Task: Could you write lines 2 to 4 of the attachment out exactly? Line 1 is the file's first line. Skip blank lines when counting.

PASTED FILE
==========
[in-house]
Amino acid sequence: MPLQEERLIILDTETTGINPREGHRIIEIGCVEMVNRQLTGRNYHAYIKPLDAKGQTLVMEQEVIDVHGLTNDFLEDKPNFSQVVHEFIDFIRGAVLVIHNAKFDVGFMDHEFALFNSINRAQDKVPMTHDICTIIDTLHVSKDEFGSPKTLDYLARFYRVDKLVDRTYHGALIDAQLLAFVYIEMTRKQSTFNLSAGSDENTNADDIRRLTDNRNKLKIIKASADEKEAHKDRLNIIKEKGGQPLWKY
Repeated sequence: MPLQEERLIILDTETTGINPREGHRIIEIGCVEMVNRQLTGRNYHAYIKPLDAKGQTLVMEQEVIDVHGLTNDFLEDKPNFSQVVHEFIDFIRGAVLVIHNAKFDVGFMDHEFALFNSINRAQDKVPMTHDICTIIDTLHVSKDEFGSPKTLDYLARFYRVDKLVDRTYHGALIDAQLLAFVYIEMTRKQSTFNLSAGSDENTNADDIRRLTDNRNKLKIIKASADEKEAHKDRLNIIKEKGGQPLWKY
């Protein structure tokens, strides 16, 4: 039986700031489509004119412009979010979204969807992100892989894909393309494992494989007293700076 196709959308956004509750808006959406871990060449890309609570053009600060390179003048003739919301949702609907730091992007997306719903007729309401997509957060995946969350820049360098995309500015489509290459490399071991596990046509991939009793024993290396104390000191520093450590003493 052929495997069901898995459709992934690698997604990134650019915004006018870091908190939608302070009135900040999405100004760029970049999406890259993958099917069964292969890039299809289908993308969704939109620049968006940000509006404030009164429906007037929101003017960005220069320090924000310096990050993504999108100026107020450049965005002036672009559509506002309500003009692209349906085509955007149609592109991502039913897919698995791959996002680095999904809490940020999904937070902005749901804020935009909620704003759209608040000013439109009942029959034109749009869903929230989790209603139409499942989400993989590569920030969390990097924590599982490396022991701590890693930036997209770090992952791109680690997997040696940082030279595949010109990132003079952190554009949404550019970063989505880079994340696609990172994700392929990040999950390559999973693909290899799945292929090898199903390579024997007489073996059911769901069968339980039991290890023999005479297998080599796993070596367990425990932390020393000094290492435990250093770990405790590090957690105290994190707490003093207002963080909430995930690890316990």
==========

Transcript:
Amino acid sequence: MPLQEERLIILDTETTGINPREGHRIIEIGCVEMVNRQLTGRNYHAYIKPLDAKGQTLVMEQEVIDVHGLTNDFLEDKPNFSQVVHEFIDFIRGAVLVIHNAKFDVGFMDHEFALFNSINRAQDKVPMTHDICTIIDTLHVSKDEFGSPKTLDYLARFYRVDKLVDRTYHGALIDAQLLAFVYIEMTRKQSTFNLSAGSDENTNADDIRRLTDNRNKLKIIKASADEKEAHKDRLNIIKEKGGQPLWKY
Repeated sequence: MPLQEERLIILDTETTGINPREGHRIIEIGCVEMVNRQLTGRNYHAYIKPLDAKGQTLVMEQEVIDVHGLTNDFLEDKPNFSQVVHEFIDFIRGAVLVIHNAKFDVGFMDHEFALFNSINRAQDKVPMTHDICTIIDTLHVSKDEFGSPKTLDYLARFYRVDKLVDRTYHGALIDAQLLAFVYIEMTRKQSTFNLSAGSDENTNADDIRRLTDNRNKLKIIKASADEKEAHKDRLNIIKEKGGQPLWKY
């Protein structure tokens, strides 16, 4: 039986700031489509004119412009979010979204969807992100892989894909393309494992494989007293700076 196709959308956004509750808006959406871990060449890309609570053009600060390179003048003739919301949702609907730091992007997306719903007729309401997509957060995946969350820049360098995309500015489509290459490399071991596990046509991939009793024993290396104390000191520093450590003493 052929495997069901898995459709992934690698997604990134650019915004006018870091908190939608302070009135900040999405100004760029970049999406890259993958099917069964292969890039299809289908993308969704939109620049968006940000509006404030009164429906007037929101003017960005220069320090924000310096990050993504999108100026107020450049965005002036672009559509506002309500003009692209349906085509955007149609592109991502039913897919698995791959996002680095999904809490940020999904937070902005749901804020935009909620704003759209608040000013439109009942029959034109749009869903929230989790209603139409499942989400993989590569920030969390990097924590599982490396022991701590890693930036997209770090992952791109680690997997040696940082030279595949010109990132003079952190554009949404550019970063989505880079994340696609990172994700392929990040999950390559999973693909290899799945292929090898199903390579024997007489073996059911769901069968339980039991290890023999005479297998080599796993070596367990425990932390020393000094290492435990250093770990405790590090957690105290994190707490003093207002963080909430995930690890316990």